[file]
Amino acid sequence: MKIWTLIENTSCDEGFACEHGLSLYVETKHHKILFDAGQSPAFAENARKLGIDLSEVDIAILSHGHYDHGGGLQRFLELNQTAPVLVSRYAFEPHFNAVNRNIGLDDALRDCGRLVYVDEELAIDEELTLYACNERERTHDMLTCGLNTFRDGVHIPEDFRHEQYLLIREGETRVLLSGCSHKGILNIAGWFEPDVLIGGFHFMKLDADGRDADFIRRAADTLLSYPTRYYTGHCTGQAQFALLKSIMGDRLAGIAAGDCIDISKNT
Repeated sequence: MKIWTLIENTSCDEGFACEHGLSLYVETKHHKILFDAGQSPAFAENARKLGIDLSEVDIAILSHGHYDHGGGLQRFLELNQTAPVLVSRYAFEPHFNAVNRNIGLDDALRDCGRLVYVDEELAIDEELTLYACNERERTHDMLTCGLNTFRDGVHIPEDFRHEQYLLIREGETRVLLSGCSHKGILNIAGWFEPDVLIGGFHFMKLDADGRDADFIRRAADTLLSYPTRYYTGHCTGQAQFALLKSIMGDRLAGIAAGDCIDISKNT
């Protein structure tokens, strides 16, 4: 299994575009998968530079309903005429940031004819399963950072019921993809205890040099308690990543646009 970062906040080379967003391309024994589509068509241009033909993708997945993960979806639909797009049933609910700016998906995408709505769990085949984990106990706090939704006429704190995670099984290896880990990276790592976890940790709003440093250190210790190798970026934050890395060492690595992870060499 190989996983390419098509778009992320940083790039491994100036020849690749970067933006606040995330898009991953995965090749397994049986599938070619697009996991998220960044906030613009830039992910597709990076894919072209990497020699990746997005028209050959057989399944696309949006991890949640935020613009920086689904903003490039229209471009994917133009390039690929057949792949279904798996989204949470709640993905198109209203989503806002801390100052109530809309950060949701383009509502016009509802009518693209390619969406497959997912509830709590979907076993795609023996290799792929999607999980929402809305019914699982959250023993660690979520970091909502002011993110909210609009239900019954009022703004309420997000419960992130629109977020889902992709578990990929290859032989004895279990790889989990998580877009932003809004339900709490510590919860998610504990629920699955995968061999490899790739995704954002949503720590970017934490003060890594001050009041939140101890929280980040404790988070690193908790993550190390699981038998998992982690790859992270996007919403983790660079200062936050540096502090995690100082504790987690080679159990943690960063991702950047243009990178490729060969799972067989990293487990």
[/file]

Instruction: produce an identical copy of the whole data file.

Amino acid sequence: MKIWTLIENTSCDEGFACEHGLSLYVETKHHKILFDAGQSPAFAENARKLGIDLSEVDIAILSHGHYDHGGGLQRFLELNQTAPVLVSRYAFEPHFNAVNRNIGLDDALRDCGRLVYVDEELAIDEELTLYACNERERTHDMLTCGLNTFRDGVHIPEDFRHEQYLLIREGETRVLLSGCSHKGILNIAGWFEPDVLIGGFHFMKLDADGRDADFIRRAADTLLSYPTRYYTGHCTGQAQFALLKSIMGDRLAGIAAGDCIDISKNT
Repeated sequence: MKIWTLIENTSCDEGFACEHGLSLYVETKHHKILFDAGQSPAFAENARKLGIDLSEVDIAILSHGHYDHGGGLQRFLELNQTAPVLVSRYAFEPHFNAVNRNIGLDDALRDCGRLVYVDEELAIDEELTLYACNERERTHDMLTCGLNTFRDGVHIPEDFRHEQYLLIREGETRVLLSGCSHKGILNIAGWFEPDVLIGGFHFMKLDADGRDADFIRRAADTLLSYPTRYYTGHCTGQAQFALLKSIMGDRLAGIAAGDCIDISKNT
């Protein structure tokens, strides 16, 4: 299994575009998968530079309903005429940031004819399963950072019921993809205890040099308690990543646009 970062906040080379967003391309024994589509068509241009033909993708997945993960979806639909797009049933609910700016998906995408709505769990085949984990106990706090939704006429704190995670099984290896880990990276790592976890940790709003440093250190210790190798970026934050890395060492690595992870060499 190989996983390419098509778009992320940083790039491994100036020849690749970067933006606040995330898009991953995965090749397994049986599938070619697009996991998220960044906030613009830039992910597709990076894919072209990497020699990746997005028209050959057989399944696309949006991890949640935020613009920086689904903003490039229209471009994917133009390039690929057949792949279904798996989204949470709640993905198109209203989503806002801390100052109530809309950060949701383009509502016009509802009518693209390619969406497959997912509830709590979907076993795609023996290799792929999607999980929402809305019914699982959250023993660690979520970091909502002011993110909210609009239900019954009022703004309420997000419960992130629109977020889902992709578990990929290859032989004895279990790889989990998580877009932003809004339900709490510590919860998610504990629920699955995968061999490899790739995704954002949503720590970017934490003060890594001050009041939140101890929280980040404790988070690193908790993550190390699981038998998992982690790859992270996007919403983790660079200062936050540096502090995690100082504790987690080679159990943690960063991702950047243009990178490729060969799972067989990293487990």